Chauvin was convicted in April of killing Floyd by kneeling on Floyd’s neck for over nine minutes while Floyd was handcuffed and lying face-down in the street. The ex-cop is still facing a federal case for violating Floyd’s civil rights.
Chauvin is accused of depriving Floyd’s right to be free from “unreasonable seizure, which includes the right to be free from the use of unreasonable force by a police officer.”
In September, Chauvin pleaded not guilty to the charges. Three other former officers — Thomas Lane, J. Kueng, and Tou Thao — along with Chauvin were all indicted in May and accused of depriving Floyd of his civil rights during the May 25, 2020, arrest that was captured by bystander video.
Thao, Kueng, and Lane also pleaded not guilty to the charges in September.
The indictment said, “the defendants saw George Floyd lying on the ground in clear need of medical care, and willfully failed to aid Floyd, thereby acting with deliberate indifference to a substantial risk of harm to Floyd.”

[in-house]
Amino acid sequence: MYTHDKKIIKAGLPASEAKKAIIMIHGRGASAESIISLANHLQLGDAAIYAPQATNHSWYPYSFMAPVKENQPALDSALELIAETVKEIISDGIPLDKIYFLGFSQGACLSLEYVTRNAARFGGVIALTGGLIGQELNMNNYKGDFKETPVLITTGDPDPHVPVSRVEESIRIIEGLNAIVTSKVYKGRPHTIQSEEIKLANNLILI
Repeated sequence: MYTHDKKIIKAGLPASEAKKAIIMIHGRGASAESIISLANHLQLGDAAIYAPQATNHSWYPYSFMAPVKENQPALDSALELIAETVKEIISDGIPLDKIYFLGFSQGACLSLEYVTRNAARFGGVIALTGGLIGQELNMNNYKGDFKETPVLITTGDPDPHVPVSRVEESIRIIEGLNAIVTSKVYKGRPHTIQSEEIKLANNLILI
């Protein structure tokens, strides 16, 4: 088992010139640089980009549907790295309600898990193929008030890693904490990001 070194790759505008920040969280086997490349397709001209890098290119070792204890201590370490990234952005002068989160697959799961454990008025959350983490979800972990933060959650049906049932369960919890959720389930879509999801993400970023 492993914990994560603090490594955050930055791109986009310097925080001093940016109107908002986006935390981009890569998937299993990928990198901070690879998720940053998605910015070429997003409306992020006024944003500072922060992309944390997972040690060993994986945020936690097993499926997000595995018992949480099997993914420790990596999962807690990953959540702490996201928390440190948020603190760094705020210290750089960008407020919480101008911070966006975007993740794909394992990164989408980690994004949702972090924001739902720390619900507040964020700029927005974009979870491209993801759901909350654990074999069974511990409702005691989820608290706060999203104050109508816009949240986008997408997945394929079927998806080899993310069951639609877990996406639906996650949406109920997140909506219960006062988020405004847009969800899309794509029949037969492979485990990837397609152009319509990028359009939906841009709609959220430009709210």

Chauvin’s change of plea comes after he was found guilty of second-and third-degree murder, as well as second-degree manslaughter in April, NBC News reports. In June, Chauvin was sentenced to 22½ years in prison.
Under Minnesota law, Chauvin will have to serve two-thirds of his total sentence, or at least 15 years, before becoming eligible for supervised release for the remaining seven and a half years.
In a separate federal indictment, Chauvin is charged with violating a 14-year-old boy’s civil rights during an encounter in September 2017. During the incident, Chauvin is accused of holding the boy by the throat and striking his head multiple times with a flashlight.